Watching a Memphis Grizzlies game may be one of the dullest things in the world.
They play the slowest pace in the NBA, they don’t score a lot of points (third worst with 96.1 points per game) and they don’t allow a lot of points either - allowed 94.6 points per game, which was the third best in 2013-14.
The most excitement you will see will be from watching Zach Randolph bulldoze his way into the paint and fight for rebounds against taller players who are much more athletic than he is, but he will still find a way to get two points. Meanwhile on defense, Marc Gasol will lock up the paint by parking his huge 7’1”, 270lb frame in the middle of the lane.
In a nutshell it is tough, hard-nosed, pound the middle style of basketball. A simple and extremely boring brand that doesn’t attract very many spectators (20th in attendance), but it works.
Memphis has reached or surpassed the 50 win mark in each of the last two seasons(56 wins in 2012-13 and 50 wins in 2013-14) thanks to their dreary style of play. Yet on both occasions they have ended up with a different coach.
First, there was Lionel Hollins who led the team to a franchise record 56 wins in 2012-13. Not only that, the Grizzlies somehow reached the Western Conference finals, beating the L.A. Clippers and Oklahoma City Thunder along the way. That was something no one even thought was a possibility at the start of the season but there they were but it was apparently not good enough.
This year, reports suggest that David Joerger, Hollins’ former assistant coach and successor, is on his way out with a move to the Minnesota Timberwolves all but guaranteed.
Joerger met with Timberwolves owner Glen Taylor and team president Flip Saunders, who is a huge admirer of his, and Memphis is asking for just a second round draft pick as compensation. However that shouldn’t be much of a stumbling block.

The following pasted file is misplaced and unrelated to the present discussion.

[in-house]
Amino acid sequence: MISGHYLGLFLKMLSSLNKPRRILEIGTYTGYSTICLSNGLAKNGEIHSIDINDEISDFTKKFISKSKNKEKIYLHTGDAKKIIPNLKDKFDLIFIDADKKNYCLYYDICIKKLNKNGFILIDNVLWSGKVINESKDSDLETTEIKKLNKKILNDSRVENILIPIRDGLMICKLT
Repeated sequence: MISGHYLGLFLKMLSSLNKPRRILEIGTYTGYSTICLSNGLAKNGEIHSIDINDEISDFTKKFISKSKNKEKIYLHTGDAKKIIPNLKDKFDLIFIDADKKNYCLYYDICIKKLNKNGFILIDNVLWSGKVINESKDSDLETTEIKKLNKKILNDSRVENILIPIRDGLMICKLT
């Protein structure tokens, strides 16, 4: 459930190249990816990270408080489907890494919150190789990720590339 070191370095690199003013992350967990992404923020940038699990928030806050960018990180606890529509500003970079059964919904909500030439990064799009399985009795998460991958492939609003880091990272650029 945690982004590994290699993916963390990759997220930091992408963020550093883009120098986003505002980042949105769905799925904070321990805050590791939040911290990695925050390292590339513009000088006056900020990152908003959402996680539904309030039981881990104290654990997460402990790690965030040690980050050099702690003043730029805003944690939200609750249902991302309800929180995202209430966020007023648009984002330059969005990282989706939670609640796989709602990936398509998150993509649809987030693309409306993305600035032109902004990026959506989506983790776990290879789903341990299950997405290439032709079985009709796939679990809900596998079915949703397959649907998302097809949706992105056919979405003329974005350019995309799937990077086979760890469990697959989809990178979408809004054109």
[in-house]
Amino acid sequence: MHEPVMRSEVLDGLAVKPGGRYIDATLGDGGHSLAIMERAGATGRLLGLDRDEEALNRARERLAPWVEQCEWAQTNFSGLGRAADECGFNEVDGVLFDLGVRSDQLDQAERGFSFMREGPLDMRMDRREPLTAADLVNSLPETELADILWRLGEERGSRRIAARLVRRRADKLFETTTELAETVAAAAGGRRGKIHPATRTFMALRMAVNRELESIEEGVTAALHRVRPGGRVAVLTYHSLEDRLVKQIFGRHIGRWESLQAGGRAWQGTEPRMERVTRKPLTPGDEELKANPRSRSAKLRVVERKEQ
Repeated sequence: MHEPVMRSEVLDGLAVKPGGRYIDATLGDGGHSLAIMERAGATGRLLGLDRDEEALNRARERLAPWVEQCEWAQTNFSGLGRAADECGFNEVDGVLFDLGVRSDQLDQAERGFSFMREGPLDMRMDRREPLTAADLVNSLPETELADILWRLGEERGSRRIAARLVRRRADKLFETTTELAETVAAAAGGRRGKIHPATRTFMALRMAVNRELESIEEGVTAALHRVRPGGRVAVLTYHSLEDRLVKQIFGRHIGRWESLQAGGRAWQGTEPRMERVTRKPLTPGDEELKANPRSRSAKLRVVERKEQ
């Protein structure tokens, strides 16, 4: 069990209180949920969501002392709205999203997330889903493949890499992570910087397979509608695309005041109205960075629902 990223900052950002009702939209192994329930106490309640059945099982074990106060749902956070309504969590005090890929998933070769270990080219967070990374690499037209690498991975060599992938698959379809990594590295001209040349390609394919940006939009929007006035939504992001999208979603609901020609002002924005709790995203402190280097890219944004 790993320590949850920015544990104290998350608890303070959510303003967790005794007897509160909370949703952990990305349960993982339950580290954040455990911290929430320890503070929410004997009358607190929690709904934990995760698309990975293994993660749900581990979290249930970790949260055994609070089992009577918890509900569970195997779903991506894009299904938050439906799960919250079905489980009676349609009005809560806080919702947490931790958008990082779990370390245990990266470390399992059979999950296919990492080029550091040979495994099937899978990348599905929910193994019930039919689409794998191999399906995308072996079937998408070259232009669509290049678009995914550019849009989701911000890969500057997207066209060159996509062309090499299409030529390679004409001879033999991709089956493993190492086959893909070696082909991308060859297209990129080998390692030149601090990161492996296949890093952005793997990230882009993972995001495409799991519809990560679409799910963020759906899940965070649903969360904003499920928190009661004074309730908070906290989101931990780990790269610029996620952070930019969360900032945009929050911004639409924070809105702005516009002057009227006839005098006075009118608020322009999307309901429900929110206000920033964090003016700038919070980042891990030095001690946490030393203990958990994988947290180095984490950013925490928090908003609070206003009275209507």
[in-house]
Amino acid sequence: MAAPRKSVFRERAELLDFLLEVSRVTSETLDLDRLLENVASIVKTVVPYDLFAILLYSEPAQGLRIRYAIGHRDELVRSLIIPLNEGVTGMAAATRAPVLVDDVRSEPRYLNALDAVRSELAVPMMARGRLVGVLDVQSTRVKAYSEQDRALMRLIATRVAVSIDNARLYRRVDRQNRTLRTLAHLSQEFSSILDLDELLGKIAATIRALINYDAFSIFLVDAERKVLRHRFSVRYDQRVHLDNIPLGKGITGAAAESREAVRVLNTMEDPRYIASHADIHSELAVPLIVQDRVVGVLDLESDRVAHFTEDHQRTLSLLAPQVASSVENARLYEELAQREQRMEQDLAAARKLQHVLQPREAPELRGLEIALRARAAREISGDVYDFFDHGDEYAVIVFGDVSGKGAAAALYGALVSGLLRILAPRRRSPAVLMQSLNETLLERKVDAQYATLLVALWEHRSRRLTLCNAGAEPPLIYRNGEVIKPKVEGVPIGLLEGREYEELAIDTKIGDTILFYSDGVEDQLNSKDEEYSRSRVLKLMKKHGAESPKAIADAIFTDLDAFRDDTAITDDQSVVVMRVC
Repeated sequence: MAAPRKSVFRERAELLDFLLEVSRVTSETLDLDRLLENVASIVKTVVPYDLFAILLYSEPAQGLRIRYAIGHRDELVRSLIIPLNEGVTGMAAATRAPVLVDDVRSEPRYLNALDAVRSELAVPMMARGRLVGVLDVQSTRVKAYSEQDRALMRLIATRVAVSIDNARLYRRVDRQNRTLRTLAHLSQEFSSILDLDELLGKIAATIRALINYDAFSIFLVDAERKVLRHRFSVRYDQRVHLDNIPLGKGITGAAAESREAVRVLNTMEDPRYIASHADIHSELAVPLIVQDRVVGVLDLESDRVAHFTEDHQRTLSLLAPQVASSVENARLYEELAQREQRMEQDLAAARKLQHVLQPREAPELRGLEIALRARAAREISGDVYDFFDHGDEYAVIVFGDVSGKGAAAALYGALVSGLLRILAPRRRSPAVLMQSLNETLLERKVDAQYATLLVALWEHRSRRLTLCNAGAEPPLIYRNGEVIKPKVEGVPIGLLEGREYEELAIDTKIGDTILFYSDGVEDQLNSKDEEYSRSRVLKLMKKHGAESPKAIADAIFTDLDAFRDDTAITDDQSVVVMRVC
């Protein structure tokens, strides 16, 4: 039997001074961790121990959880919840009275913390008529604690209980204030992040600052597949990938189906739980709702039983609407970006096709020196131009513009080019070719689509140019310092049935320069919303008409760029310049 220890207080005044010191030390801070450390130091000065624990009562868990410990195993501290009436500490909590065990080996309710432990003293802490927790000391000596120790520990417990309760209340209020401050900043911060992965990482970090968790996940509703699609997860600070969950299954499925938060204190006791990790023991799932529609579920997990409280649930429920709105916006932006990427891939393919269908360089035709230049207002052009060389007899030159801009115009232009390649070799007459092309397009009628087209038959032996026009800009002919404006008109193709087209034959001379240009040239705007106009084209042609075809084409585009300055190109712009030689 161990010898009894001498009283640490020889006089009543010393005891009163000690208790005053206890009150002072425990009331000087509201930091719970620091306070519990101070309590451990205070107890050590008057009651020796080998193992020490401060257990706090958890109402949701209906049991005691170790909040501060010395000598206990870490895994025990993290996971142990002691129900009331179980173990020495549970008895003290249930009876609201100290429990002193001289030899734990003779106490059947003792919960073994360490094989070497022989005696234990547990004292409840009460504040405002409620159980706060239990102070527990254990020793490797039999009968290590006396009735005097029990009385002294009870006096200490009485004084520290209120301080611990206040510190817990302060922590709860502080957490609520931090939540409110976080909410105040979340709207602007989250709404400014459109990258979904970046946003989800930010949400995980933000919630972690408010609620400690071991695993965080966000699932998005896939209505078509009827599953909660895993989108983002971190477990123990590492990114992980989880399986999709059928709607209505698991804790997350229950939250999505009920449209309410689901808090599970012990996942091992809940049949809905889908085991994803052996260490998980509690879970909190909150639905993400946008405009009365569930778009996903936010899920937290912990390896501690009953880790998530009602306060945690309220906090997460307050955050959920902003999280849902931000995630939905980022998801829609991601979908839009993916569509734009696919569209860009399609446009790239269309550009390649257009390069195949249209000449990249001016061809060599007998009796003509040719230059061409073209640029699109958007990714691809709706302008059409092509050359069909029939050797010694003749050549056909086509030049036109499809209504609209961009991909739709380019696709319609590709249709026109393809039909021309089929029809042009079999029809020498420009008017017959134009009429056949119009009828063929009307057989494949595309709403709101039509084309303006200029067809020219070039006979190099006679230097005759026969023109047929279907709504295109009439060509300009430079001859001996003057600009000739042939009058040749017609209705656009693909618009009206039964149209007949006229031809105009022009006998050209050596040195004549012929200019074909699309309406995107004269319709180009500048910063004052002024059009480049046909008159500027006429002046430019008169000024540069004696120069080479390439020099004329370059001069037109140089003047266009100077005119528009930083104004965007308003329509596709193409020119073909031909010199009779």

That means this NBA juggernaut is searching for their third coach in three seasons and ESPN TV’s Jeff Van Gundy is reportedly at the top of their wish list having posted a 430-318 record while coaching the New York Knicks and Houston Rockets – the former made it to the 1999 NBA Finals.
However, owner Robert Pera will have a huge task of convincing Van Gundy, or any prospective coach for that matter, that Memphis is a steady ship. That won’t be an easy task following the huge changes recently such as the ousting of CEO Jason Levein and assistant general manager Stu Lash. The change in coaches after successful season doesn’t bode well either.
Such a lack of stability will no doubt have a huge bearing on the results churned out by the team. Just look at how much the Sacramento Kings have struggled in recent years having had six different coaches since 2006.
If anything, Memphis should be trying to model themselves after fellow South West division rivals San Antonio, who have been the model of stability and consistency. The Spurs have posted at least 50 wins in 15 straight seasons, won four NBA titles and are competing for a fifth in Gregg Popovich’s 18th season in charge.
If they continue the way they have been recently, guess which one Memphis will most likely resemble?
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